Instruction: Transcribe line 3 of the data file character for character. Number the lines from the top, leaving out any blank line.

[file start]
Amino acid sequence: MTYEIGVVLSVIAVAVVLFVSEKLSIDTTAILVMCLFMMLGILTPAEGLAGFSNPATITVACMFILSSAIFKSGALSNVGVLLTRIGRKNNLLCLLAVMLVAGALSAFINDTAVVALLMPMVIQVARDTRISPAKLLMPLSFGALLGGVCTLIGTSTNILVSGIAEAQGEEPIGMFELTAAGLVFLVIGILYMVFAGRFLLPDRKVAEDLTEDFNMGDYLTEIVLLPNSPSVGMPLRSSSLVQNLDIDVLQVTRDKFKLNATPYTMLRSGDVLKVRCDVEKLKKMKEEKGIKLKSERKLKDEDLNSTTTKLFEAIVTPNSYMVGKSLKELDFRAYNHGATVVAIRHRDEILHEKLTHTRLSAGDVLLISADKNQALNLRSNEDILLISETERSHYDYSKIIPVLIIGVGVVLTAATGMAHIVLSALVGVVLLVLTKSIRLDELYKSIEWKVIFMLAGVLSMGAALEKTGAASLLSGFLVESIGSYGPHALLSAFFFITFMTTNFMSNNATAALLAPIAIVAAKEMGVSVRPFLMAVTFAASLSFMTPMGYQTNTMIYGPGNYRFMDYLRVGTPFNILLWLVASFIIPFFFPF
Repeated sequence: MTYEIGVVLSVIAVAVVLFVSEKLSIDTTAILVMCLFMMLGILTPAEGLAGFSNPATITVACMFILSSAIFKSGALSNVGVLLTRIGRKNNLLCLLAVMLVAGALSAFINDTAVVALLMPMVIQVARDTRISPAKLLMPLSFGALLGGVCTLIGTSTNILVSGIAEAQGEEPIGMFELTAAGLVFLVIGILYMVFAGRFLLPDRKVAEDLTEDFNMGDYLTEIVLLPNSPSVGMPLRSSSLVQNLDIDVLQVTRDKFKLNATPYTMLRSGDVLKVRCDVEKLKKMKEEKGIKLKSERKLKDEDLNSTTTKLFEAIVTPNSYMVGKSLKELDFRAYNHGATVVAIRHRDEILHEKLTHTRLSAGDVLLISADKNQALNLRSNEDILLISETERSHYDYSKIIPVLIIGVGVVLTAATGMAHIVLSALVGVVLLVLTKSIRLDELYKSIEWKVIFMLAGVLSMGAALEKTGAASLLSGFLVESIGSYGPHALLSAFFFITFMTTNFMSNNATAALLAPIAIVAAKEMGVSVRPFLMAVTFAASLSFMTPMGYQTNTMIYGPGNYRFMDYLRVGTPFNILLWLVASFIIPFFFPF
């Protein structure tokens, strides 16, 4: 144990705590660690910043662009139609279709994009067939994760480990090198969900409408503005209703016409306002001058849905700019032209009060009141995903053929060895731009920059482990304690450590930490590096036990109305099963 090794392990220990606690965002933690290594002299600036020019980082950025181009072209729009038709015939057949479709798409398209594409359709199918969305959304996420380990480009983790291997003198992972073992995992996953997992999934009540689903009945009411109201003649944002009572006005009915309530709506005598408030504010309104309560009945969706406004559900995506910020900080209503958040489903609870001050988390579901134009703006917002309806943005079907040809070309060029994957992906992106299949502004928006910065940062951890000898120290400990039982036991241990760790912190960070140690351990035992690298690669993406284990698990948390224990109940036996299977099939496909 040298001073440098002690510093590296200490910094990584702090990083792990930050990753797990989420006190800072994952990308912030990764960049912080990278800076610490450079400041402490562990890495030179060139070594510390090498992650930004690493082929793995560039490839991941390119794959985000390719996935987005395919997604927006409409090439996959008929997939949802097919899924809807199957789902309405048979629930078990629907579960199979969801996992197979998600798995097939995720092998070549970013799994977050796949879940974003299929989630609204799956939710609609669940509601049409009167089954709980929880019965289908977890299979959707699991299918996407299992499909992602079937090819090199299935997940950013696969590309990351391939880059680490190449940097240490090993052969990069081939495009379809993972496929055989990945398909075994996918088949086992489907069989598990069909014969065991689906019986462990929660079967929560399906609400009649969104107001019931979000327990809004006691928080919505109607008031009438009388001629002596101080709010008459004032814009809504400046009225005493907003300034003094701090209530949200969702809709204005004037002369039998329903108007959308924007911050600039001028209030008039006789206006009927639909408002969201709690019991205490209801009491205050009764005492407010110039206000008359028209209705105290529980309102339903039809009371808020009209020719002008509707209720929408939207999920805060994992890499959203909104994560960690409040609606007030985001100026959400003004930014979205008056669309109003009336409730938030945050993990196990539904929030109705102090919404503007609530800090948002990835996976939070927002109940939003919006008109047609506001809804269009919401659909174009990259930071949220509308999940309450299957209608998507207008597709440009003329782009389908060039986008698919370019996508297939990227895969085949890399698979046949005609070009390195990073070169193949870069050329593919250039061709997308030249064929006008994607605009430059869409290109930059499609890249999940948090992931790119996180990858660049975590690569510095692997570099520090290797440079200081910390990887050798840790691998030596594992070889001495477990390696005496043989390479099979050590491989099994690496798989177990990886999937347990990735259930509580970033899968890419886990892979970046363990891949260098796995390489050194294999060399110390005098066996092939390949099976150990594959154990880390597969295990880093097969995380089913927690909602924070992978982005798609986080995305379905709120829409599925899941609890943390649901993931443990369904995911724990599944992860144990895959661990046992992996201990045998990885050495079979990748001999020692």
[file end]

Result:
């Protein structure tokens, strides 16, 4: 144990705590660690910043662009139609279709994009067939994760480990090198969900409408503005209703016409306002001058849905700019032209009060009141995903053929060895731009920059482990304690450590930490590096036990109305099963 090794392990220990606690965002933690290594002299600036020019980082950025181009072209729009038709015939057949479709798409398209594409359709199918969305959304996420380990480009983790291997003198992972073992995992996953997992999934009540689903009945009411109201003649944002009572006005009915309530709506005598408030504010309104309560009945969706406004559900995506910020900080209503958040489903609870001050988390579901134009703006917002309806943005079907040809070309060029994957992906992106299949502004928006910065940062951890000898120290400990039982036991241990760790912190960070140690351990035992690298690669993406284990698990948390224990109940036996299977099939496909 040298001073440098002690510093590296200490910094990584702090990083792990930050990753797990989420006190800072994952990308912030990764960049912080990278800076610490450079400041402490562990890495030179060139070594510390090498992650930004690493082929793995560039490839991941390119794959985000390719996935987005395919997604927006409409090439996959008929997939949802097919899924809807199957789902309405048979629930078990629907579960199979969801996992197979998600798995097939995720092998070549970013799994977050796949879940974003299929989630609204799956939710609609669940509601049409009167089954709980929880019965289908977890299979959707699991299918996407299992499909992602079937090819090199299935997940950013696969590309990351391939880059680490190449940097240490090993052969990069081939495009379809993972496929055989990945398909075994996918088949086992489907069989598990069909014969065991689906019986462990929660079967929560399906609400009649969104107001019931979000327990809004006691928080919505109607008031009438009388001629002596101080709010008459004032814009809504400046009225005493907003300034003094701090209530949200969702809709204005004037002369039998329903108007959308924007911050600039001028209030008039006789206006009927639909408002969201709690019991205490209801009491205050009764005492407010110039206000008359028209209705105290529980309102339903039809009371808020009209020719002008509707209720929408939207999920805060994992890499959203909104994560960690409040609606007030985001100026959400003004930014979205008056669309109003009336409730938030945050993990196990539904929030109705102090919404503007609530800090948002990835996976939070927002109940939003919006008109047609506001809804269009919401659909174009990259930071949220509308999940309450299957209608998507207008597709440009003329782009389908060039986008698919370019996508297939990227895969085949890399698979046949005609070009390195990073070169193949870069050329593919250039061709997308030249064929006008994607605009430059869409290109930059499609890249999940948090992931790119996180990858660049975590690569510095692997570099520090290797440079200081910390990887050798840790691998030596594992070889001495477990390696005496043989390479099979050590491989099994690496798989177990990886999937347990990735259930509580970033899968890419886990892979970046363990891949260098796995390489050194294999060399110390005098066996092939390949099976150990594959154990880390597969295990880093097969995380089913927690909602924070992978982005798609986080995305379905709120829409599925899941609890943390649901993931443990369904995911724990599944992860144990895959661990046992992996201990045998990885050495079979990748001999020692």